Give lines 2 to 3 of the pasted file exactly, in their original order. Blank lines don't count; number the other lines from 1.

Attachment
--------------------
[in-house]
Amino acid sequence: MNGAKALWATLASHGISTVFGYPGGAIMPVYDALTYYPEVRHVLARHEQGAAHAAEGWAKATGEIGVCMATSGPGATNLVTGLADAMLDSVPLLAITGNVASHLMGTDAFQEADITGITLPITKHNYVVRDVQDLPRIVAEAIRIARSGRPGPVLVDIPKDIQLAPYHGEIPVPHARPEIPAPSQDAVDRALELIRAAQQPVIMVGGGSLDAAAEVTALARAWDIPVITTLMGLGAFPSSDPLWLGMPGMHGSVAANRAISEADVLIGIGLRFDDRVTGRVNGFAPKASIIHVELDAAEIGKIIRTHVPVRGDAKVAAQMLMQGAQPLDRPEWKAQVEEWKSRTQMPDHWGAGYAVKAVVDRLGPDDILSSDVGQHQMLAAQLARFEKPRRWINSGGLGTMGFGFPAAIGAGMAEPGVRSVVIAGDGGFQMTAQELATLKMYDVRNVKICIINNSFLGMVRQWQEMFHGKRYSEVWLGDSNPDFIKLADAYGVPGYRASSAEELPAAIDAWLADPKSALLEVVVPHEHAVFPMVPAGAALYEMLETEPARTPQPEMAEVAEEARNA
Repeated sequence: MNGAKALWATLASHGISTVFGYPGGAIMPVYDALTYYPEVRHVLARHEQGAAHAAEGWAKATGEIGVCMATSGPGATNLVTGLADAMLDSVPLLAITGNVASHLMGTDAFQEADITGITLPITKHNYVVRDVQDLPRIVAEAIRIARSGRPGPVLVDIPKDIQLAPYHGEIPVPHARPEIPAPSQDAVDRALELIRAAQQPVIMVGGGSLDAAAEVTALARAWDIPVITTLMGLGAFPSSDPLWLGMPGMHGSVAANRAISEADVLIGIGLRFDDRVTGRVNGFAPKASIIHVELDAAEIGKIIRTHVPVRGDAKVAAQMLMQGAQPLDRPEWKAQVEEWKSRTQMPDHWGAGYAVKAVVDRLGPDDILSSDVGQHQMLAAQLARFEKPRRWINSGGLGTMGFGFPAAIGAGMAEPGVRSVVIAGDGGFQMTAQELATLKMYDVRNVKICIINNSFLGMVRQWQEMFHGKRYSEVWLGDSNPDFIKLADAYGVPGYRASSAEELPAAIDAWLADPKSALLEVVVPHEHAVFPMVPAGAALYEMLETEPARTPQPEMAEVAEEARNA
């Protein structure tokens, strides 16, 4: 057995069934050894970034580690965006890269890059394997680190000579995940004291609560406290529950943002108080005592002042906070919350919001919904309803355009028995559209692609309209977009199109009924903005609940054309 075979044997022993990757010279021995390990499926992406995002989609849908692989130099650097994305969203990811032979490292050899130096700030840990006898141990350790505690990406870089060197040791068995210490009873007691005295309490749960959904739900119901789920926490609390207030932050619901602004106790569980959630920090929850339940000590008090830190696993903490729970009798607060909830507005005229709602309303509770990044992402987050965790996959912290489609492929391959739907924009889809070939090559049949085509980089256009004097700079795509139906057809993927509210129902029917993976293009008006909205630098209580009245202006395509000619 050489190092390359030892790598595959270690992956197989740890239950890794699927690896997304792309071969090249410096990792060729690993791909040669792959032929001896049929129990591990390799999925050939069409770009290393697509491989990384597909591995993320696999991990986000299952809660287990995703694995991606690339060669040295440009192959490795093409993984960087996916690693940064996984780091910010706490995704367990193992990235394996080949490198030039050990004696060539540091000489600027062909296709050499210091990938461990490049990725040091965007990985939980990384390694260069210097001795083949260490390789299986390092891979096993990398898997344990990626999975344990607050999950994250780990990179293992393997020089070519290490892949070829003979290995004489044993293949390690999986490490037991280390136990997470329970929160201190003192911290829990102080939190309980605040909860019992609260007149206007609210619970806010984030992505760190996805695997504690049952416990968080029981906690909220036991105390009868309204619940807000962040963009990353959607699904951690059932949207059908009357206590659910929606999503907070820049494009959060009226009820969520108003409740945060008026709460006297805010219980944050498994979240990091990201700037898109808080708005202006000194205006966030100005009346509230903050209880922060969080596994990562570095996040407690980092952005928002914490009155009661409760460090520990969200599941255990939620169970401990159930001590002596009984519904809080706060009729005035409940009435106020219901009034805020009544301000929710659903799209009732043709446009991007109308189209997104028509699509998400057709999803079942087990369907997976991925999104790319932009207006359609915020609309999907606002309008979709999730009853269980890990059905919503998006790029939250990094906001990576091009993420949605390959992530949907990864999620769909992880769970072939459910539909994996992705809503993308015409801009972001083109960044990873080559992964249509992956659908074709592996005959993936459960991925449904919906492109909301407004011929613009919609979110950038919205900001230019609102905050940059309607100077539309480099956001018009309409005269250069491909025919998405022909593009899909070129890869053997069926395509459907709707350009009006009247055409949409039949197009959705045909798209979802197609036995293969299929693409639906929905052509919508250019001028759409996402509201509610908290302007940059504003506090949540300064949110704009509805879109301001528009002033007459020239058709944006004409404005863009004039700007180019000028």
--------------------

Amino acid sequence: MNGAKALWATLASHGISTVFGYPGGAIMPVYDALTYYPEVRHVLARHEQGAAHAAEGWAKATGEIGVCMATSGPGATNLVTGLADAMLDSVPLLAITGNVASHLMGTDAFQEADITGITLPITKHNYVVRDVQDLPRIVAEAIRIARSGRPGPVLVDIPKDIQLAPYHGEIPVPHARPEIPAPSQDAVDRALELIRAAQQPVIMVGGGSLDAAAEVTALARAWDIPVITTLMGLGAFPSSDPLWLGMPGMHGSVAANRAISEADVLIGIGLRFDDRVTGRVNGFAPKASIIHVELDAAEIGKIIRTHVPVRGDAKVAAQMLMQGAQPLDRPEWKAQVEEWKSRTQMPDHWGAGYAVKAVVDRLGPDDILSSDVGQHQMLAAQLARFEKPRRWINSGGLGTMGFGFPAAIGAGMAEPGVRSVVIAGDGGFQMTAQELATLKMYDVRNVKICIINNSFLGMVRQWQEMFHGKRYSEVWLGDSNPDFIKLADAYGVPGYRASSAEELPAAIDAWLADPKSALLEVVVPHEHAVFPMVPAGAALYEMLETEPARTPQPEMAEVAEEARNA
Repeated sequence: MNGAKALWATLASHGISTVFGYPGGAIMPVYDALTYYPEVRHVLARHEQGAAHAAEGWAKATGEIGVCMATSGPGATNLVTGLADAMLDSVPLLAITGNVASHLMGTDAFQEADITGITLPITKHNYVVRDVQDLPRIVAEAIRIARSGRPGPVLVDIPKDIQLAPYHGEIPVPHARPEIPAPSQDAVDRALELIRAAQQPVIMVGGGSLDAAAEVTALARAWDIPVITTLMGLGAFPSSDPLWLGMPGMHGSVAANRAISEADVLIGIGLRFDDRVTGRVNGFAPKASIIHVELDAAEIGKIIRTHVPVRGDAKVAAQMLMQGAQPLDRPEWKAQVEEWKSRTQMPDHWGAGYAVKAVVDRLGPDDILSSDVGQHQMLAAQLARFEKPRRWINSGGLGTMGFGFPAAIGAGMAEPGVRSVVIAGDGGFQMTAQELATLKMYDVRNVKICIINNSFLGMVRQWQEMFHGKRYSEVWLGDSNPDFIKLADAYGVPGYRASSAEELPAAIDAWLADPKSALLEVVVPHEHAVFPMVPAGAALYEMLETEPARTPQPEMAEVAEEARNA